Google hired Wall Street veteran Ruth Porat to be its chief financial officer Tuesday, marking the first time a woman will join Google’s c-suite executive ranks.

Like some companies within the tech industry, Google has struggled to promote women to the highest levels. Women make up 30 percent of Google employees and just 21 percent of those in leadership roles, according to a diversity report released by the company last year.

Marissa Mayer and Sheryl Sandberg, both former vice presidents at the search giant, entered the executive suite only after they left for other firms. (Mayer is the chief executive of Yahoo, and Sandberg is the chief operating officer of Facebook.)

An early Google employee, Susan Wojcicki, is sometimes called the chief executive of Youtube, but she’s listed as a senior vice president on Google’s Web site. The company’s highest-ranking marketing executive is Lorraine Twohill, who is also a senior vice president. Of the 35 employees listed on the company’s management team, three are women. Three women also comprise the company's 12-member board.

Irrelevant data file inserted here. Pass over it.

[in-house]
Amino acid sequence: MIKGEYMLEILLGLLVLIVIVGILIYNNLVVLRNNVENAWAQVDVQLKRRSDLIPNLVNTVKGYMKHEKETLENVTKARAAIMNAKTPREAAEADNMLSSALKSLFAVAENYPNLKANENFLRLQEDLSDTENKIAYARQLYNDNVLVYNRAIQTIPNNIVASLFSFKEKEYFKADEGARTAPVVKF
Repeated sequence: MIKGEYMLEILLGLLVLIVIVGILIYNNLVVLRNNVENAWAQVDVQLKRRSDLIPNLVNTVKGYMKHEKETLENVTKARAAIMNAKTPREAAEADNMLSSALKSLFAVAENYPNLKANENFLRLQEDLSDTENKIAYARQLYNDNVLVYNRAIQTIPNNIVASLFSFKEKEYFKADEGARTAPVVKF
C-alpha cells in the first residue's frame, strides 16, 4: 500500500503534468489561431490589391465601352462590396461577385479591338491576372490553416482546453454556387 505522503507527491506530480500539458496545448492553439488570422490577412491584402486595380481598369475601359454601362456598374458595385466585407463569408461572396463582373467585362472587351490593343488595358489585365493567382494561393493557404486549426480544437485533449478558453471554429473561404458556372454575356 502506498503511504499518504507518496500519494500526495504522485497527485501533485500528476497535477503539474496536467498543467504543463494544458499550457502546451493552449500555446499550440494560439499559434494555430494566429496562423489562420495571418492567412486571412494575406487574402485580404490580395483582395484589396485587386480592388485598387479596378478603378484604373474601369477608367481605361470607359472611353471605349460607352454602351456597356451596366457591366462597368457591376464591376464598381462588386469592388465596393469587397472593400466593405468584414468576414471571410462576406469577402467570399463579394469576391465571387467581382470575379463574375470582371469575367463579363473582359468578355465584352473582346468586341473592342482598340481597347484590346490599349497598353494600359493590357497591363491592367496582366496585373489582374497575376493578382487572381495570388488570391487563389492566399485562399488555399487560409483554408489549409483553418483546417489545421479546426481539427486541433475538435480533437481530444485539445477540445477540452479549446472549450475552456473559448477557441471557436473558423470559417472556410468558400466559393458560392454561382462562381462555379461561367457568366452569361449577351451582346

Porat hails from Morgan Stanley, where she has been one of the most powerful women on Wall Street for years.

She already has some Silicon Valley connections. In more than two decades at Morgan Stanley, she served as its co-head of technology investment banking and worked on a number of major tech deals.

“Growing up in Silicon Valley, during my time at Morgan Stanley and as a member of Stanford’s Board, I’ve had the opportunity to experience first hand how tech companies can help people in their daily lives. I can’t wait to roll up my sleeves and get started,” Porat said in a statement.

Google’s former chief financial officer, Patrick Pichette, announced he would retire later this month to spend more time with his family.

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